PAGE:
In March, when Pope Benedict XVI, on a flight to Cameroon, declared that the use of condoms is not the answer to the AIDS epidemic in Africa—that, on the contrary, it “increases the problem”—I thought immediately of Francis Ntowe. I met Ntowe years ago when he came to the U.S. from Cameroon. He became an elder in the Presbyterian Church.
We could accuse this week's texts of setting up dichotomies: Romans
wants us to live by the spirit, not the flesh. Nicodemus and Jesus trade
stories about being born from above rather than below. A bush burns and
life changes; unnatural things abound. Everyone knows that when bushes
burn, they are consumed. Everybody knows where babies come from, and
it's not from "up there."
Some of us are in Pentecost graduate school. We're seminary-educated and
steeped in the church. We understand the preacher's dilemma when Easter
comes early, before the earth has warmed up enough to take resurrection
seriously, and we've been there, done that when it comes to the mighty
rushing wind that appears seven weeks after Easter with great
Why aren’t we talking about guns? A week before Easter, three Pittsburgh police officers were shot and killed while responding to a domestic disturbance. Apparently they were met by a 22-year-old man wearing a bullet-proof vest and armed with several guns, including an AK-47 assault rifle.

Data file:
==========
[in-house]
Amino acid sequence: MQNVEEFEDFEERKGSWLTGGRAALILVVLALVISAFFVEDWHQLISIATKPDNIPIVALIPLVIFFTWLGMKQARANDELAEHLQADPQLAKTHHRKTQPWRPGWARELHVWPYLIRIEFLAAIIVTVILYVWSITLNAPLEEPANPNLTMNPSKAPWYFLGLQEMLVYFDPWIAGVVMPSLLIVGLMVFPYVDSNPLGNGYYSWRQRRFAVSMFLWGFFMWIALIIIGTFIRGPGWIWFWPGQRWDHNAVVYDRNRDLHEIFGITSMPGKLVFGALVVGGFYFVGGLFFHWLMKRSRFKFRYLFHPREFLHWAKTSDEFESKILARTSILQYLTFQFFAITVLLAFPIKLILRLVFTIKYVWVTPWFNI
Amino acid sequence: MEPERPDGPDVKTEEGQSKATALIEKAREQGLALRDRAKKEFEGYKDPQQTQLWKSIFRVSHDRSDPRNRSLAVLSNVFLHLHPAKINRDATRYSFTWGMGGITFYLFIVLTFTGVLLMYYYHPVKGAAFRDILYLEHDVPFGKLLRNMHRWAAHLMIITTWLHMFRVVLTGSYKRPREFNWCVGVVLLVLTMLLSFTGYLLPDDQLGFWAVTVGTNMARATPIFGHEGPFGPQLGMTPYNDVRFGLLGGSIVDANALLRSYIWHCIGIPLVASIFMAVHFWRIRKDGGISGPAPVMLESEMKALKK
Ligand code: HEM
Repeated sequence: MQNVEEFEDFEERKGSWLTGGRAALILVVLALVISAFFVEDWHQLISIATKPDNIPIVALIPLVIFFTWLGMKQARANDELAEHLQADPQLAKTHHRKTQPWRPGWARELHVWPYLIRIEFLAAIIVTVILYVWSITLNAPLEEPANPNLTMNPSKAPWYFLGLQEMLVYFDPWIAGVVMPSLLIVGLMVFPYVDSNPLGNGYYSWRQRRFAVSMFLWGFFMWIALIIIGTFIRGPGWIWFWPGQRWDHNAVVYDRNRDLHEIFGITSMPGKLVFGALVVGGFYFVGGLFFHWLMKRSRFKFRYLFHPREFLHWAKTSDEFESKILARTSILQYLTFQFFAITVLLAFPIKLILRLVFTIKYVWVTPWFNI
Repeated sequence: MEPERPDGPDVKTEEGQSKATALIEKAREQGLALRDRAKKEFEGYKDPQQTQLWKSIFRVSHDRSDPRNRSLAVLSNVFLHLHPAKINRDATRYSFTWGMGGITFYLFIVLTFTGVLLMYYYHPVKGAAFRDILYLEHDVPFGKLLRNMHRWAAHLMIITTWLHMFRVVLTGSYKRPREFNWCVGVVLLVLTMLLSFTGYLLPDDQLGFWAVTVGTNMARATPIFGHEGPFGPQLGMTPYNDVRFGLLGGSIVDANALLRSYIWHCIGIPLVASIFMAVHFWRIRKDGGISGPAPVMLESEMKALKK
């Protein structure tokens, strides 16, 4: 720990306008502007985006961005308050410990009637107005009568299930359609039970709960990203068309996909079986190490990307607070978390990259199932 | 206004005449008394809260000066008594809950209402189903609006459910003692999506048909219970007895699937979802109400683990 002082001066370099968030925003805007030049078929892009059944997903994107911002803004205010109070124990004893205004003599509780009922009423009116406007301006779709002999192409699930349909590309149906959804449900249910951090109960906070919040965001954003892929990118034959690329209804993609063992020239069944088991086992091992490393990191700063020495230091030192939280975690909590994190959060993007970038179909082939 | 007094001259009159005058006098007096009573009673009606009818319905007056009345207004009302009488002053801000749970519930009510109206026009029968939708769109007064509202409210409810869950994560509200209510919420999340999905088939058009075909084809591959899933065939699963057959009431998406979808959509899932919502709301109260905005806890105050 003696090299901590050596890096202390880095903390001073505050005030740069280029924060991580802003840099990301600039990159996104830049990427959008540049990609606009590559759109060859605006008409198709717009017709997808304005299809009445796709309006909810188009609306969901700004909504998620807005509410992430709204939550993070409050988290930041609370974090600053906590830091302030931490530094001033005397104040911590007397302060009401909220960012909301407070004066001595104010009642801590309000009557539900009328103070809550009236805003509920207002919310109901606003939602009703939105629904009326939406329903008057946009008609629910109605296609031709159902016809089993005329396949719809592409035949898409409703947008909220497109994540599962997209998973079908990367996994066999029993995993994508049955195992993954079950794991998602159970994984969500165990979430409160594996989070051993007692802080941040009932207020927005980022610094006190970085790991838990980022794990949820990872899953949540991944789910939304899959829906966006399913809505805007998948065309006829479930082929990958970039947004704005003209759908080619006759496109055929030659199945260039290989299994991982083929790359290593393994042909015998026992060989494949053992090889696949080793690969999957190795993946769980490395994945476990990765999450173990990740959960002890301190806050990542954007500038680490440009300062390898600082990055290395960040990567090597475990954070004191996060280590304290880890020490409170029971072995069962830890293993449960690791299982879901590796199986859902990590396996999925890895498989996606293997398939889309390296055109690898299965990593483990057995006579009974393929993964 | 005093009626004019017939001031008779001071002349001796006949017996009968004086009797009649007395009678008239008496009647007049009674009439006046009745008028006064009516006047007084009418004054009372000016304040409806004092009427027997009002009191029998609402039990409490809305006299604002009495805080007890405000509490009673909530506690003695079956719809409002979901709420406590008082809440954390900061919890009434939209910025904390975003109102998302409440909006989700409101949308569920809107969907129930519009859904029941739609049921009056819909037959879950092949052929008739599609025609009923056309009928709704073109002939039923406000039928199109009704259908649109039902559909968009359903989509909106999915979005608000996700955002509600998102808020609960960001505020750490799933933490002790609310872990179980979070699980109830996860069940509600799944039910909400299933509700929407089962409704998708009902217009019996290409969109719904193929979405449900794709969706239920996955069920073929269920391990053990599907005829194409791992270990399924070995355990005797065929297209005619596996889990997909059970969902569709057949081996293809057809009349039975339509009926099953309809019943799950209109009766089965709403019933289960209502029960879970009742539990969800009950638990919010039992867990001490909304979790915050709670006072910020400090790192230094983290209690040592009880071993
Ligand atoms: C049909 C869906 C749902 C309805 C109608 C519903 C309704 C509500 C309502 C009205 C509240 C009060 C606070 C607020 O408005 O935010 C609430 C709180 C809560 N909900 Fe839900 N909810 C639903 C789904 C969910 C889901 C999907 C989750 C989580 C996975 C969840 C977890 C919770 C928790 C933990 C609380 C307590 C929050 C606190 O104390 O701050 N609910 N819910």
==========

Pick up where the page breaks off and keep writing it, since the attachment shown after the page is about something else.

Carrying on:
We are in the interim between Easter and Pentecost. Of course, we live
in an interim in other ways: we anticipate graduations, new jobs, the
resolution of dilemmas. In the U.S., it is as if we are suspended
between an old world--a disintegrating empire--and the emergence of
The Leadership Network/Generis Multisite Church Scorecard shows that 85 percent of multisite churches are growing. The study of 535 multisite churches released last fall shows that struggling churches’ chances of survival are best when they merge with a multisite church. Megachurches are taking note of the trend. Jeff Bogue, senior pastor of a megachurch in the Akron, Ohio, area, says that multisite churches are a way of taking the church to where the people are, rather than making them come to you. It is a way of relocating the local church (Akron Beacon Journal, April 4).